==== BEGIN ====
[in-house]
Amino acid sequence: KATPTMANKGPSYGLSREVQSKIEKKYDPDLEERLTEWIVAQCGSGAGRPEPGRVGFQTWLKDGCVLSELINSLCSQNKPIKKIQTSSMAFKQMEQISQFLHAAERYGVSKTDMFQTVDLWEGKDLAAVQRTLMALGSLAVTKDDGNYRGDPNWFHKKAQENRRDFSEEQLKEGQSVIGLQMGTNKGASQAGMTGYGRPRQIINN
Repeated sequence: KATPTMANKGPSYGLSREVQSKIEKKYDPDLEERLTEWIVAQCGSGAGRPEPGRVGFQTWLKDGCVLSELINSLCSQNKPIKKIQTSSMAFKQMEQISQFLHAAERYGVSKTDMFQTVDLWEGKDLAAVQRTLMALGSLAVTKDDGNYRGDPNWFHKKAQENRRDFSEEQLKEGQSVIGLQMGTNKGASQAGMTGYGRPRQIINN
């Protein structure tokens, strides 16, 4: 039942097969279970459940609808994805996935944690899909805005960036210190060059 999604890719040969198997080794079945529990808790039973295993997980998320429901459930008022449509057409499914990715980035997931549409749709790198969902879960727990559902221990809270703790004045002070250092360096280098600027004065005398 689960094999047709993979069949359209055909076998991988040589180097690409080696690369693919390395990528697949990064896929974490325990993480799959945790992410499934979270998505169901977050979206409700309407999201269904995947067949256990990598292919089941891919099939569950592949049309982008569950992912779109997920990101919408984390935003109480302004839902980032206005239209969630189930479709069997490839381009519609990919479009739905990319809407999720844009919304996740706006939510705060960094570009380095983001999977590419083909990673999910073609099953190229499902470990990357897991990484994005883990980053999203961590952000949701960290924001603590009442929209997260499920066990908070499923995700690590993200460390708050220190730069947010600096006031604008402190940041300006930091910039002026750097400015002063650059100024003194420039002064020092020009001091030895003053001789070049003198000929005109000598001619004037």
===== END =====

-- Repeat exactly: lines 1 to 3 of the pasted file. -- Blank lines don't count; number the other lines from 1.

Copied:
[in-house]
Amino acid sequence: KATPTMANKGPSYGLSREVQSKIEKKYDPDLEERLTEWIVAQCGSGAGRPEPGRVGFQTWLKDGCVLSELINSLCSQNKPIKKIQTSSMAFKQMEQISQFLHAAERYGVSKTDMFQTVDLWEGKDLAAVQRTLMALGSLAVTKDDGNYRGDPNWFHKKAQENRRDFSEEQLKEGQSVIGLQMGTNKGASQAGMTGYGRPRQIINN
Repeated sequence: KATPTMANKGPSYGLSREVQSKIEKKYDPDLEERLTEWIVAQCGSGAGRPEPGRVGFQTWLKDGCVLSELINSLCSQNKPIKKIQTSSMAFKQMEQISQFLHAAERYGVSKTDMFQTVDLWEGKDLAAVQRTLMALGSLAVTKDDGNYRGDPNWFHKKAQENRRDFSEEQLKEGQSVIGLQMGTNKGASQAGMTGYGRPRQIINN